crotchpress

And so on. There are other major categories where women use swords as crutches or canes (endangered and disabled!), but I’ll stop here.

Let’s talk a moment about images of men wielding swords. While some of the same witless stock photographers are posing men in similar positions to women, a lot more photos and artwork depict the man pointing the sword outward at an enemy rather than, say, rubbing it against his crotch. They are posed more like, “I’m going to fuck up something other than myself with this thing.” You know, instead of this pose:

ninja_chick

Because, when Sensei teaches Nito Ken (two-sword fighting), he says I should stick out my breasts and keep the swords back…OH WAIT HE NEVER SAYS THAT EVER.

In fact, what he says is to “keep the swords alive.” That is, hold them out in front, ready to thrash the enemy. Don’t let down your guard.

I think some of these creators want to honor the female form. In their minds, women look appealing when holding a bladed weapon.  They are probably fascinated with the contrast of a woman’s curves to the blade’s unflinching edge. I agree that these ideas are artistically interesting and worthwhile. I don’t want people to stop creating warrior art by any means simply because it’s not “perfect.” I just wish someone would learn something about what they’re depicting. Maybe take a class. Or maybe just watch some classes. A simple fencing class would go a long way. The same way that writers must research a topic before writing about it, artists and photographers might do the same thing before creating art on a topic. They might be inspired to create something that is truly complimentary and dignified for women.

I mean, look at this amazing still with Alex Kingston as Boudica:

This is Hollywood, make-believe, dress up and pretend. Stage combat in particular is not about necessarily creating accurate-looking fights, but rather creating fights that tell a story using period-appropriate weapons and techniques. Still, look at how utterly amazing this is! The sword stays out in front of her. It crosses her body slightly in a defensive pose that is still ready to strike. (Check out who the sword master and fight director was.)

But it’s not really about being more “realistic” or taking a class. They could simply pose women doing the sorts of things men would do. Yet they don’t.

People say, “It’s just fantasy! Why criticize?” Well, why is so much fantasy about women with swords the kind that makes them look stupid or inept?  Why do they look anything BUT dangerous? Are you afraid of that? Is it too fucking scary to see a woman who is a competent fighter? Or is it safer to infantilize them? To imagine they’re holding your semi-hard dick rather than a real weapon? Or is this just a great big case of The Lazy?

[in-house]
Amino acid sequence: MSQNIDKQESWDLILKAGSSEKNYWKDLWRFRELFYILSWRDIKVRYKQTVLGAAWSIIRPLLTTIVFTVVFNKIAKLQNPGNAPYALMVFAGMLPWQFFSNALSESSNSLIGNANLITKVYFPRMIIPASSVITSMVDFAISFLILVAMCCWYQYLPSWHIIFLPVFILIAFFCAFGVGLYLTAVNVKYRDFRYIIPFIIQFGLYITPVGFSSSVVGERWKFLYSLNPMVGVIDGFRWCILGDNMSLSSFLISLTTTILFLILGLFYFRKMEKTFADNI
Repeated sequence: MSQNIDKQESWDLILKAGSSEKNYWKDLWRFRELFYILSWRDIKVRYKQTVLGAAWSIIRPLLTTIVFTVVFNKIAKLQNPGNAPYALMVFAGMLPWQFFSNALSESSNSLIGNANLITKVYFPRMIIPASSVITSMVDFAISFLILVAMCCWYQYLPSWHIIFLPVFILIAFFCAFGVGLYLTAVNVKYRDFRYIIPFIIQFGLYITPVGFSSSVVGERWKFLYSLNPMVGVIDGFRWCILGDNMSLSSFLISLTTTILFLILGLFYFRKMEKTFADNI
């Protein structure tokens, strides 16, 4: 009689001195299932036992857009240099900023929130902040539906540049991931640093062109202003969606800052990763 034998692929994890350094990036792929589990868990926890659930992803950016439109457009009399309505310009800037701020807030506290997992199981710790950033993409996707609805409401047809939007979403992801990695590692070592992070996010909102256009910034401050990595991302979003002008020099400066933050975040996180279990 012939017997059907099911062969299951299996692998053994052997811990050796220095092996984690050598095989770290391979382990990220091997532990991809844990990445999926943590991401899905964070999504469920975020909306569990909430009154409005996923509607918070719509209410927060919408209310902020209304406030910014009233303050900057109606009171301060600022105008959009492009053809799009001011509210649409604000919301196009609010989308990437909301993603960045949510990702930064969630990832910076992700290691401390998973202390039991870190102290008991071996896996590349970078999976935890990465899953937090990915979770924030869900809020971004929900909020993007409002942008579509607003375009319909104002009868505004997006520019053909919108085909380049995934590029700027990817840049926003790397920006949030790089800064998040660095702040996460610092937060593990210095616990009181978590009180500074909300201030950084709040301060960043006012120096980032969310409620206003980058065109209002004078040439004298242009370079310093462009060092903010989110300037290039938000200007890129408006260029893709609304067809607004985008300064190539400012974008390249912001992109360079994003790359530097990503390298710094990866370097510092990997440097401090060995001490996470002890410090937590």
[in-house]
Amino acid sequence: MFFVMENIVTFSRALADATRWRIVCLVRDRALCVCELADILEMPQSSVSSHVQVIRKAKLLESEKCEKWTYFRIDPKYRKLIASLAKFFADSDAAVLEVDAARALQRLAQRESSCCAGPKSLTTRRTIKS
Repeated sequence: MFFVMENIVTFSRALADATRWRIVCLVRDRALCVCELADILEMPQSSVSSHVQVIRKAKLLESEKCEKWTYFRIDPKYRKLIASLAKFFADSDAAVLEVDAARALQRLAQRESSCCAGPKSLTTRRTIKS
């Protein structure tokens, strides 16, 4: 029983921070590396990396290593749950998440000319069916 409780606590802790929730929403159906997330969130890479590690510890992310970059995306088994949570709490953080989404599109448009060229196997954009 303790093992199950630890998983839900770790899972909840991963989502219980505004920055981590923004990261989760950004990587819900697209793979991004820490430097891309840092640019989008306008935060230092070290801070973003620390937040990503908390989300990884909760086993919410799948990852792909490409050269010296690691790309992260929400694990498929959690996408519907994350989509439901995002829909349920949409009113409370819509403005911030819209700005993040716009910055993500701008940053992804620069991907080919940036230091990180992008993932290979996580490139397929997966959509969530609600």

This “brainless blade babe” thing is a goiter of sexism on the neck of fandom. Let’s excise it and start fresh.

P.S. Don’t even start about The Walking Dead. For example, this is a shitty pose and she’s holding the katana incorrectly. The blade should be at least protecting her head instead of sticking out into no-fucking-where (I mean, what is she protecting? The fern?) and her left hand should be anchored at the end of the hilt. It’s totally ineffective to wield a real katana that way.

michonneUPDATE #1: Now check out the follow-up article to this one, “Depictions of Sword Women that are (Mostly) Awesome.” Thanks!

UPDATE #2: Now check out another follow-up article, “Why I Should Never Have Mentioned Michonne.”

UPDATE #3: And another follow-up. “Some Hilarious Additions to the Women with Swords Wall of Shame.”

*I do not speak (or snark) for the Federation.

Narrative Interaction, Fandom and Christianity

Cover of the WyrdCon Companion Book.

The WyrdCon Companion Book has been published! It’s free, fully interactive and includes my paper that takes on Henry Jenkins, Harry Potter and 2000 years of Christianity. It’s called, “The Greatest Story Ever Interacted With.” Not for the easily offended…

Download the book PDF here.

Check out an excerpt from the first half of the paper:

Narrative Interaction: Filling in the Gaps

Narrative interaction entails the myriad ways in which audiences contribute to and celebrate their favorite stories. Fan fiction—defined as the fiction produced by fans based on a popular novel, movie, TV show or other franchise—is one of the best known forms of interacting with a narrative. According to scholar Francesca Coppa, fan fiction “fill[s] the need of a mostly female audience for fictional narratives that expand the boundary of the official source products offered on the television and movie screen.”[1] Transmedia storytelling pioneer Henry Jenkins says, “Fan fiction can be seen as an unauthorized expansion of these media franchises into new directions which reflect the reader’s desire to ‘fill in the gaps’ they have discovered in the commercially produced material.”

Fan fiction is only one type of narrative interaction or what Jenkins calls “participatory culture.” He explains, “patterns of media consumption have been profoundly altered by a succession of new media technologies which enable average citizens to participate in the archiving, annotation, appropriation, transformation, and recirculation of media content. Participatory culture refers to the new style of consumerism that emerges in this environment.”

But “participatory culture” didn’t begin with the emergence of new technologies.  Participation in the narrative of Christianity—including annotation, appropriation, transformation and recirculation—has been ongoing for centuries. The practice of storytelling to fill in the gaps predates Christianity itself.


[1] Bacon-Smith, Camille (2000). Science Fiction Culture. University of Pennsylvania Press. pp. 112–113. ISBN 978-0-8122-1530-4.

Read the whole paper now!